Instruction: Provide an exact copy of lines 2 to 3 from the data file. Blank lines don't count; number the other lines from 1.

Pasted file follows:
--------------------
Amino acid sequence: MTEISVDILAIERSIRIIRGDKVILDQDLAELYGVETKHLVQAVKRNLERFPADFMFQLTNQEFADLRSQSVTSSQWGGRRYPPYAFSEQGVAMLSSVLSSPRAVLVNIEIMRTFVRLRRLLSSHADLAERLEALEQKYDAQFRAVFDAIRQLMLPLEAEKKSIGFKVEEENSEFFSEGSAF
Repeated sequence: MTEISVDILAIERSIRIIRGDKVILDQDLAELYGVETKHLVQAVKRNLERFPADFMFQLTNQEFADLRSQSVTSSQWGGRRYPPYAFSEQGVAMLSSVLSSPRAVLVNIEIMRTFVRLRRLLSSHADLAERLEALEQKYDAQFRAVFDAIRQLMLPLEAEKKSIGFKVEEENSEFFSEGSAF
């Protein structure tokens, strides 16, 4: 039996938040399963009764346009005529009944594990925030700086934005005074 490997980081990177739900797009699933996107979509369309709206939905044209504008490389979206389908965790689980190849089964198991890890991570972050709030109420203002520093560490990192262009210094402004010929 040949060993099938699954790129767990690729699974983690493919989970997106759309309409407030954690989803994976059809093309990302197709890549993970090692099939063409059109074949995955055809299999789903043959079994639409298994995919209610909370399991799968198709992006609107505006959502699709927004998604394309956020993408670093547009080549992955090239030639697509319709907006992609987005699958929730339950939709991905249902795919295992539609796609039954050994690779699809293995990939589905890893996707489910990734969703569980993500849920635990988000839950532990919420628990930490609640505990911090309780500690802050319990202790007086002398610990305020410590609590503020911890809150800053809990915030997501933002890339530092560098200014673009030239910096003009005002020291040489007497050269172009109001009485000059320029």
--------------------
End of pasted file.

Repeated sequence: MTEISVDILAIERSIRIIRGDKVILDQDLAELYGVETKHLVQAVKRNLERFPADFMFQLTNQEFADLRSQSVTSSQWGGRRYPPYAFSEQGVAMLSSVLSSPRAVLVNIEIMRTFVRLRRLLSSHADLAERLEALEQKYDAQFRAVFDAIRQLMLPLEAEKKSIGFKVEEENSEFFSEGSAF
């Protein structure tokens, strides 16, 4: 039996938040399963009764346009005529009944594990925030700086934005005074 490997980081990177739900797009699933996107979509369309709206939905044209504008490389979206389908965790689980190849089964198991890890991570972050709030109420203002520093560490990192262009210094402004010929 040949060993099938699954790129767990690729699974983690493919989970997106759309309409407030954690989803994976059809093309990302197709890549993970090692099939063409059109074949995955055809299999789903043959079994639409298994995919209610909370399991799968198709992006609107505006959502699709927004998604394309956020993408670093547009080549992955090239030639697509319709907006992609987005699958929730339950939709991905249902795919295992539609796609039954050994690779699809293995990939589905890893996707489910990734969703569980993500849920635990988000839950532990919420628990930490609640505990911090309780500690802050319990202790007086002398610990305020410590609590503020911890809150800053809990915030997501933002890339530092560098200014673009030239910096003009005002020291040489007497050269172009109001009485000059320029």